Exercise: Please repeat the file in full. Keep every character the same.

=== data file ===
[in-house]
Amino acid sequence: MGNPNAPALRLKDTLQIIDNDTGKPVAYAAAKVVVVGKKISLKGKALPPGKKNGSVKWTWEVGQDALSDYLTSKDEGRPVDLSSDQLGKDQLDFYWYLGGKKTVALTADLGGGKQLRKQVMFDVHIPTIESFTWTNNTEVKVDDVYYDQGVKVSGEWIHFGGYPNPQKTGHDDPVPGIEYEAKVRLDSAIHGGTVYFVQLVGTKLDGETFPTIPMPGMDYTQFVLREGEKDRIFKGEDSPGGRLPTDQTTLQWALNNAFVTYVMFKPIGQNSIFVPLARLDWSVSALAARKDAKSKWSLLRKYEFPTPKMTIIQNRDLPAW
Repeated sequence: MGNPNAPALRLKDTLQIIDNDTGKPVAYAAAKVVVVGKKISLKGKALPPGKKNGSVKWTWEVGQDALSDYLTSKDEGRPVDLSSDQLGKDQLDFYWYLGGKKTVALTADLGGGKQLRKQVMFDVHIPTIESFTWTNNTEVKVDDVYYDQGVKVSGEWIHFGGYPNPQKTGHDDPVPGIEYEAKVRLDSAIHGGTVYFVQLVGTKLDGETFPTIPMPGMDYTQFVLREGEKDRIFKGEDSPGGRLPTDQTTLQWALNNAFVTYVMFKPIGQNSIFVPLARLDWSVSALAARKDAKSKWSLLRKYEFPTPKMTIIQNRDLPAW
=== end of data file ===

[in-house]
Amino acid sequence: MGNPNAPALRLKDTLQIIDNDTGKPVAYAAAKVVVVGKKISLKGKALPPGKKNGSVKWTWEVGQDALSDYLTSKDEGRPVDLSSDQLGKDQLDFYWYLGGKKTVALTADLGGGKQLRKQVMFDVHIPTIESFTWTNNTEVKVDDVYYDQGVKVSGEWIHFGGYPNPQKTGHDDPVPGIEYEAKVRLDSAIHGGTVYFVQLVGTKLDGETFPTIPMPGMDYTQFVLREGEKDRIFKGEDSPGGRLPTDQTTLQWALNNAFVTYVMFKPIGQNSIFVPLARLDWSVSALAARKDAKSKWSLLRKYEFPTPKMTIIQNRDLPAW
Repeated sequence: MGNPNAPALRLKDTLQIIDNDTGKPVAYAAAKVVVVGKKISLKGKALPPGKKNGSVKWTWEVGQDALSDYLTSKDEGRPVDLSSDQLGKDQLDFYWYLGGKKTVALTADLGGGKQLRKQVMFDVHIPTIESFTWTNNTEVKVDDVYYDQGVKVSGEWIHFGGYPNPQKTGHDDPVPGIEYEAKVRLDSAIHGGTVYFVQLVGTKLDGETFPTIPMPGMDYTQFVLREGEKDRIFKGEDSPGGRLPTDQTTLQWALNNAFVTYVMFKPIGQNSIFVPLARLDWSVSALAARKDAKSKWSLLRKYEFPTPKMTIIQNRDLPAW